Globally, organisations are navigating their way through the Fourth Industrial Revolution – a fusion of advances in artificial intelligence (AI), robotics, the Internet of Things (IoT), 3D printing, genetic engineering, quantum computing, and other technologies.
To help society meet these needs, Swinburne University of Technology is developing new courses which put deep digital, complex problem-solving, collaboration, communication, interpersonal and leadership skills at their core.
Last week, the University was announced as the winner of the 2019 Australian Business Award (ABA) for its Industry 4.0 strategy, which focuses on strong industry relationships for positive social and economic change.
Below, The Educator speaks to Deputy Vice-Chancellor (Research and Development), Professor Aleksandar Subic to find out more about the strategy and its transformative impact across the University’s teaching and learning landscape.
TE: Can you tell us how this strategy was formulated at a leadership level within the University?
Swinburne’s Industry 4.0 Initiative emerged from our Research and Innovation Strategy, which focuses on creating economic and social impact through collaboration with industry, business, government and community. As part of this strategy, we established the industry-supported Digital Innovation Capability Platform – a group of six labs that research and develop digital technologies and translate them into real-world applications. This unique R&I ecosystem, underpinned by our digital capability and industry partnerships, led to the development of our Industry 4.0 Initiative and its application across research and education – from higher education to vocational and research training.
TE: In your view, how has Industry 4.0 influenced the University’s teaching and learning landscape?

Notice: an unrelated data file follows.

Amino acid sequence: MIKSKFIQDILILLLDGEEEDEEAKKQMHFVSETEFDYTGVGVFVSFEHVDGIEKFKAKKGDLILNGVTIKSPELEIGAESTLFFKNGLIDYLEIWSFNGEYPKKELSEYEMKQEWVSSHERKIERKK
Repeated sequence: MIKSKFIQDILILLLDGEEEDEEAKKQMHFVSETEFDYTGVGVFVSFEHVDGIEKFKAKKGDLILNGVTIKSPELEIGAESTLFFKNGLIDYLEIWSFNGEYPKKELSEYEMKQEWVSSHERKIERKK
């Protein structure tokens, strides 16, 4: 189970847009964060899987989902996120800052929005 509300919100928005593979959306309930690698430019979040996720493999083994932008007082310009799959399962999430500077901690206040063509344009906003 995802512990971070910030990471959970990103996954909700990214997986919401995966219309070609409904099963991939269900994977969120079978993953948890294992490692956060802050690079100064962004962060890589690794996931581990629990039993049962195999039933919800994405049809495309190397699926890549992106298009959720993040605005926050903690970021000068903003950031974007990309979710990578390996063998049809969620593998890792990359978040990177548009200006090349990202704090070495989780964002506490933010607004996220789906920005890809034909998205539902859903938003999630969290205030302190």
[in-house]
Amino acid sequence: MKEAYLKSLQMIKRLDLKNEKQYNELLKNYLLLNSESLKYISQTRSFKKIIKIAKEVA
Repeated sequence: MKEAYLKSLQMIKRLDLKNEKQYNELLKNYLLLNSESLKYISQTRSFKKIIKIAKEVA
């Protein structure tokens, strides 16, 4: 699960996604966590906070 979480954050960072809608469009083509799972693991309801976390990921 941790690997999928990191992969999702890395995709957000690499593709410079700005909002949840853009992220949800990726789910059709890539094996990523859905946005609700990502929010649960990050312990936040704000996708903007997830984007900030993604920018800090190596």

Our Industry 4.0 Initiative has driven major innovations across Swinburne’s teaching and learning landscape. We put research-led education into practice and offer a suite of Industry 4.0 programs to prepare the workforce of the future. We are proud to offer Australia’s first Advanced Diploma for Industry 4.0, co-sponsored by Siemens and Australian Industry Group (Ai Group). This has scaled up into an associate degree, with a graduate program to launch in 2020. We also embed the fundamentals of Industry 4.0 – technologies, processes and systems – into undergraduate courses across disciplines, and offer Industry 4.0 professional training programs for industry.
TE: In what ways is the Industry 4.0 Initiative preparing industry and society for the profound changes brought on by the Fourth Industrial Revolution?
While most companies will be significantly affected by the fourth industrial revolution, few have the skills and knowledge they need to make sure they are adequately prepared. Swinburne has established Victorian SME Hub in Industry 4.0 at our Factory of Future to help manufacturers unlock opportunities and transform their operations. We are also part of the national Industry 4.0 Testlabs network to provide innovation support to SMEs. Earlier this year, we joined with PwC, Siemens and the Australian Manufacturing Workers’ Union (AMWU) to release an Industry 4.0 report detailing how businesses and workforces need to adapt. We will continue to offer our support in this space and we actively engage with Ai Group.